Honeywell Backs President On New Greenhouse Gas Targets

President Barack Obama continued to use his executive authority to mitigate global warming Thursday with an executive order for federal agencies that was quickly endorsed by Honeywell, General Electric, Northrop Grumman and several other major U.S. companies.

After the president signed an executive order to cut the federal government's greenhouse gas emissions by 40 percent over the next 10 years from the time he took office in 2008, Honeywell announced it would reduce its greenhouse gas emissions by an additional 10 percent by 2019.

Thursday marked the third time Honeywell made its proactive approach of reducing harmful emissions public. In 2011, the company hit the first publicly announced target of reducing greenhouse gases by more than 30 percent from a 2004 baseline. It then ramped up its efforts and achieved an additional 15 percent per dollar of revenue reduction from 2011 levels in 2014, reaching that goal three years ahead of schedule.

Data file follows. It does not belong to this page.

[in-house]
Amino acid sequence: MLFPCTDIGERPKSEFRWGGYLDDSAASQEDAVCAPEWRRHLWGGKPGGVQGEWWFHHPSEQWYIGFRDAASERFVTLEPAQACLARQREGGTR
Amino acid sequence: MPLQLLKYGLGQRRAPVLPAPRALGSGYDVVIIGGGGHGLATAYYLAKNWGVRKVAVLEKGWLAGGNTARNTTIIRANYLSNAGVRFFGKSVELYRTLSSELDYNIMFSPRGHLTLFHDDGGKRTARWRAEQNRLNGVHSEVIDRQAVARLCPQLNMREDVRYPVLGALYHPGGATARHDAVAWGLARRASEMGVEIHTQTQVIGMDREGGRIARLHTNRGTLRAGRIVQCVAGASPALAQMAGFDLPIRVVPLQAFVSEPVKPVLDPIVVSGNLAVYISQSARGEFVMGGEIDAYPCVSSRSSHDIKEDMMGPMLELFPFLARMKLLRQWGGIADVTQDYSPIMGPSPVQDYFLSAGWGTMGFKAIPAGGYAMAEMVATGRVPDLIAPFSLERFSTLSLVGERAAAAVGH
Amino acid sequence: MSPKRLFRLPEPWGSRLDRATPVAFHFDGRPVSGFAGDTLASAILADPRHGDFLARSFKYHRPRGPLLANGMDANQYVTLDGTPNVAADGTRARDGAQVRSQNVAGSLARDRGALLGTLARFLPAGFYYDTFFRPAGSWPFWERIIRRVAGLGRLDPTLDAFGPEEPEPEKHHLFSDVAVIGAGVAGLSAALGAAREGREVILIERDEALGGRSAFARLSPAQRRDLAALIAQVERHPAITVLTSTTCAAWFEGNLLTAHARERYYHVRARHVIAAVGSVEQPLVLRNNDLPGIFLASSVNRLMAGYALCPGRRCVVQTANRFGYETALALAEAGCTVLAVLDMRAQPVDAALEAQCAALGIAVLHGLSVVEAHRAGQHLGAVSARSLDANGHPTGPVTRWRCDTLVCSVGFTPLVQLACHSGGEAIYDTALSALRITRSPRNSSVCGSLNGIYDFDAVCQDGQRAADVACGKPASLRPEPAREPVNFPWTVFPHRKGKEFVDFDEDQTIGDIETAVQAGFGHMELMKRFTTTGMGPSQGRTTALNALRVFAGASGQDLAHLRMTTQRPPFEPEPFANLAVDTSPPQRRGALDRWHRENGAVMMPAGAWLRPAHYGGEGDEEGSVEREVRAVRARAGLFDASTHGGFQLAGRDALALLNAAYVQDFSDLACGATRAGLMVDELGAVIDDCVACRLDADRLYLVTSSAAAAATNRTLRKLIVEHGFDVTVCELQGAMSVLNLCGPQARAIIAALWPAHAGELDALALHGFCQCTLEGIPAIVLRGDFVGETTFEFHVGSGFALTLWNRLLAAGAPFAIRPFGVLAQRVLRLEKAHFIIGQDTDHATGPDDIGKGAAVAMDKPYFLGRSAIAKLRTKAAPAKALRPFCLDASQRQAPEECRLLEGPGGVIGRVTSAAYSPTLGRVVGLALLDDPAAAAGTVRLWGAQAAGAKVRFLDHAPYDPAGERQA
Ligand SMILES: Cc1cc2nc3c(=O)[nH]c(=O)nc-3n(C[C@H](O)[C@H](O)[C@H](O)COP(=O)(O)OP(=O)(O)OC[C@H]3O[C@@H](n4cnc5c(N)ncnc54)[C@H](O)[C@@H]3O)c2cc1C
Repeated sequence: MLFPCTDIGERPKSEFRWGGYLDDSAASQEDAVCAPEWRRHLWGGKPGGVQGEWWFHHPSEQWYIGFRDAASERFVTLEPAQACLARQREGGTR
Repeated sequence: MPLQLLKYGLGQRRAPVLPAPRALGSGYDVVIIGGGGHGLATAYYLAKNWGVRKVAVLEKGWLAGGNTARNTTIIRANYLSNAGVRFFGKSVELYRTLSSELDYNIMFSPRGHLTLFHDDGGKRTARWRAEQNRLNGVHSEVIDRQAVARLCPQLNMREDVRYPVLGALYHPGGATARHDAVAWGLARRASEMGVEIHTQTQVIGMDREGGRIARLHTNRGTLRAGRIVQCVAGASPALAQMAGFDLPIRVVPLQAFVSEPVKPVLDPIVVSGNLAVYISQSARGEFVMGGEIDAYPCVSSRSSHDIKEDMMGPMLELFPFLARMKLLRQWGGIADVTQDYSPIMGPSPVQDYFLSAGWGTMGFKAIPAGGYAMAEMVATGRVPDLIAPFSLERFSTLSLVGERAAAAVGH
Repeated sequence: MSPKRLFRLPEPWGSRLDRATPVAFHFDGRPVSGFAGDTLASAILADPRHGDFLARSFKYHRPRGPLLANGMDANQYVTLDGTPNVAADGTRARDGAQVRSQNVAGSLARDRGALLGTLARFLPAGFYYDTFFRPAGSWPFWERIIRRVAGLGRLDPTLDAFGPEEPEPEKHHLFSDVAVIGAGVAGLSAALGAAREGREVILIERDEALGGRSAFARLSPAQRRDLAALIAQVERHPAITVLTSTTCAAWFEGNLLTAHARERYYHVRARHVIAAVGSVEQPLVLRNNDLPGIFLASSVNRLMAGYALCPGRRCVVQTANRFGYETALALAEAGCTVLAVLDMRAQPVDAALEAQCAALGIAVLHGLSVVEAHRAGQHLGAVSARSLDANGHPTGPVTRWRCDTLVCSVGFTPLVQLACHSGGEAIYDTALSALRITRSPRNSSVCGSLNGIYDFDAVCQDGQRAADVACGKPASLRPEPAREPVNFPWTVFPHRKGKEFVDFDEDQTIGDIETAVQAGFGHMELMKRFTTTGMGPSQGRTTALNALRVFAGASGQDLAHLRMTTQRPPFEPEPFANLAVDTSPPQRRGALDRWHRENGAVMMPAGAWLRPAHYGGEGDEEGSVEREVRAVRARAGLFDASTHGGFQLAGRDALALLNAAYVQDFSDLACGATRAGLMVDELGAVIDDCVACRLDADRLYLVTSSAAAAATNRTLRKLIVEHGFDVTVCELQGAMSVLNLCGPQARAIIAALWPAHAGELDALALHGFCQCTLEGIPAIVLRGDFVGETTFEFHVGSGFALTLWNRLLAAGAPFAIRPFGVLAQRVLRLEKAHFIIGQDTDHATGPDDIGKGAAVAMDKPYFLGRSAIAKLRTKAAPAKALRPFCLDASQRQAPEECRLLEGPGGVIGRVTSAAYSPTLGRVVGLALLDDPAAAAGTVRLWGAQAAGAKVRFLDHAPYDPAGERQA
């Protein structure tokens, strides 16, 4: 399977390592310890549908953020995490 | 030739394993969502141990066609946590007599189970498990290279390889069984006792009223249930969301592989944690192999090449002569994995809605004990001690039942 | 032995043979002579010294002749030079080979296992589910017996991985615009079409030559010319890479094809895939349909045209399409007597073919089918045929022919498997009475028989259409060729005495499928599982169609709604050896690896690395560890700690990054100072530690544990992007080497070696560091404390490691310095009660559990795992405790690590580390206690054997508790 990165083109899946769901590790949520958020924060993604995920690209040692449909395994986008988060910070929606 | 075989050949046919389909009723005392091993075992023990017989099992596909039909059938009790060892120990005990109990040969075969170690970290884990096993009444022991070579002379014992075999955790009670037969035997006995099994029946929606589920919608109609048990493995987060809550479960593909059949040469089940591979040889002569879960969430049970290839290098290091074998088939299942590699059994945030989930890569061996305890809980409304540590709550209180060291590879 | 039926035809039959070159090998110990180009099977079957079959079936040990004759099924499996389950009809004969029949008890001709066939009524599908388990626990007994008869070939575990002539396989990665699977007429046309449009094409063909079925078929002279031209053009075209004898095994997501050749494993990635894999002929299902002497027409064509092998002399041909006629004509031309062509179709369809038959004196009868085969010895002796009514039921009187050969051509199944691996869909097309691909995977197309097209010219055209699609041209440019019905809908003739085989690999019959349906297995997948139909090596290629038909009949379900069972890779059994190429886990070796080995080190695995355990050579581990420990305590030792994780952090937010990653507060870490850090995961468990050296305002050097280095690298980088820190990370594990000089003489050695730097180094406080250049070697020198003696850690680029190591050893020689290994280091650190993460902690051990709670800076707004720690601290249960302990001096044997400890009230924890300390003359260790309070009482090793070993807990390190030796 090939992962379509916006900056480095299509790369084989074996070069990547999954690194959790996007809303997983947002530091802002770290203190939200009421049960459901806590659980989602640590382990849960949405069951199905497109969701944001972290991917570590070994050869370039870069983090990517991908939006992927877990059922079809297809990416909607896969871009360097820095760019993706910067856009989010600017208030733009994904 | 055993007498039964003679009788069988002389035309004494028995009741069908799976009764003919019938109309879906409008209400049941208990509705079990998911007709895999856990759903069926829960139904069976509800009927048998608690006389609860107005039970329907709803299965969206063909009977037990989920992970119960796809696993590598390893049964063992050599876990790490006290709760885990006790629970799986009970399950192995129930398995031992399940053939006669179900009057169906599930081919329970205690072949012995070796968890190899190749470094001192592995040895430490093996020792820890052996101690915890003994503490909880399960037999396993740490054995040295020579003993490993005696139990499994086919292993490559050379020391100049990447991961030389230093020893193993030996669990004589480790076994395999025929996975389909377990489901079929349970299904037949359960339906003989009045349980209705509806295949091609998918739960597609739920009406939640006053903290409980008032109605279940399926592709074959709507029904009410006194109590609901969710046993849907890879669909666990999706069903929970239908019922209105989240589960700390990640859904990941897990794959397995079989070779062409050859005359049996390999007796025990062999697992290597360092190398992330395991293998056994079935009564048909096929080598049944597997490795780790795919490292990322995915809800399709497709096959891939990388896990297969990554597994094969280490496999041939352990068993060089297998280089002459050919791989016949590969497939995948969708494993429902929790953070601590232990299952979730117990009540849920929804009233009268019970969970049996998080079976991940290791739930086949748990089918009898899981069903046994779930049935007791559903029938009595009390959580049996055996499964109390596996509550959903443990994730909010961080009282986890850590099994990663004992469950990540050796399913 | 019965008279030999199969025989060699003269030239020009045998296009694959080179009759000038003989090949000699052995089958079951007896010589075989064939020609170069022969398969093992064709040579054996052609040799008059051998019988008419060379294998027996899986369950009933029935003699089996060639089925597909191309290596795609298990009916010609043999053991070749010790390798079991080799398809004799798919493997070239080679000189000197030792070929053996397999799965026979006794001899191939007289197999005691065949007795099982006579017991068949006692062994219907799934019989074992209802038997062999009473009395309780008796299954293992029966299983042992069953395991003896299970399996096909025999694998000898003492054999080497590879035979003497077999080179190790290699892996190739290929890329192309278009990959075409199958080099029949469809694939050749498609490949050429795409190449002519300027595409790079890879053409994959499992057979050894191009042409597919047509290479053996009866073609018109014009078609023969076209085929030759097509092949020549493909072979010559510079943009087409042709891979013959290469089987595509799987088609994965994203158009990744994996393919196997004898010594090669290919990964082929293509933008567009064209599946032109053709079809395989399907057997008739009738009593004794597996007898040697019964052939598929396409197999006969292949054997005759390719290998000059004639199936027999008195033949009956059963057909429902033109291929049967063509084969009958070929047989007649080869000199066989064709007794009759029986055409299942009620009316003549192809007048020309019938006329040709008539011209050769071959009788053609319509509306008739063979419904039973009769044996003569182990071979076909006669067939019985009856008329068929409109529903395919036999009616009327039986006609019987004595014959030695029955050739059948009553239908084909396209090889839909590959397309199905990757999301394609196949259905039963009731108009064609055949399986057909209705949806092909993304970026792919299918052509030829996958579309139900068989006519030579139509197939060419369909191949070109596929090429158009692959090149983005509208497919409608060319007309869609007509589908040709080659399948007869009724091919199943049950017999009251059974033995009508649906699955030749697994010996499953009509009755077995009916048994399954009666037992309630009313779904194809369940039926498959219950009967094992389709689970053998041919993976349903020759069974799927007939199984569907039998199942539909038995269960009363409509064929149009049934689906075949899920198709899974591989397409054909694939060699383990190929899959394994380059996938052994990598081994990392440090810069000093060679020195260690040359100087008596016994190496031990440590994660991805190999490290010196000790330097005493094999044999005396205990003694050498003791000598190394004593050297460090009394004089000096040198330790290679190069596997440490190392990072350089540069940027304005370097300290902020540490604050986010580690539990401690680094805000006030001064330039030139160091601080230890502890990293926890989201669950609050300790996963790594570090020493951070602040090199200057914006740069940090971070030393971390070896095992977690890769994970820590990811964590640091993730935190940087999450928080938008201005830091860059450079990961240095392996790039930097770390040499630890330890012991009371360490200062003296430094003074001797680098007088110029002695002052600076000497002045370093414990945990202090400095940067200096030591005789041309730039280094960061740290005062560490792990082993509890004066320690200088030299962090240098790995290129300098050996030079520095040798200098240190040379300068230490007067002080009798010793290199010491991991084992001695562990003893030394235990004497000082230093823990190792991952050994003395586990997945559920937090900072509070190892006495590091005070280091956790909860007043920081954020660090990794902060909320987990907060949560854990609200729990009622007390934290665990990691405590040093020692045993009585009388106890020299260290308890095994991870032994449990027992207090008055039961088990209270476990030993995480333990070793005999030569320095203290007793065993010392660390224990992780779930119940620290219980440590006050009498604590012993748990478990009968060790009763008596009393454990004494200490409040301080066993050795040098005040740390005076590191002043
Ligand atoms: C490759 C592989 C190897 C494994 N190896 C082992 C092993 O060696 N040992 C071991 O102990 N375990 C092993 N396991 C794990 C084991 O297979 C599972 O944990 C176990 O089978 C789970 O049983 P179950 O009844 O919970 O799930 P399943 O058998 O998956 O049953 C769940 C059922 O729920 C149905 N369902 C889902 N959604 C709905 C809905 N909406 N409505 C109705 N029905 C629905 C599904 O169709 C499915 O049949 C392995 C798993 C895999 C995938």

On Thursday, Obama praised companies that had stepped up to the plate on the issue. “You guys have done an outstanding job. Because of the prominence of many of the companies here, and the fact that they’ve got a whole bunch of suppliers up and down the chain, what you do with respect to energy efficiency is going to have a ripple effect throughout the economy,” The New York Times quoted Obama as saying at a round table discussion with industry leaders in Washington.

A “ripple effect” would be voluntary, but the federal government has some market-shaping clout. It owns 360,000 buildings and a fleet of 650,000 vehicles. It also spends $445 billion per year on goods and services, the Times reported.

Nuclear fuel producer Honeywell is a prime example of a company affected by global warming on both sides of the counter. Not only is Honeywell aiming to reduce its own greenhouse gasses, but nearly 50 percent of its portfolio is dedicated to energy solutions.

The White House is also attempting to reshape the energy market by targeting its purchases of energy. Within a decade, the federal government will increase purchases of energy from renewable sources to 30 percent of what it buys. This will, at least nominally, provide a guaranteed market for manufactures of wind turbines and solar panels.

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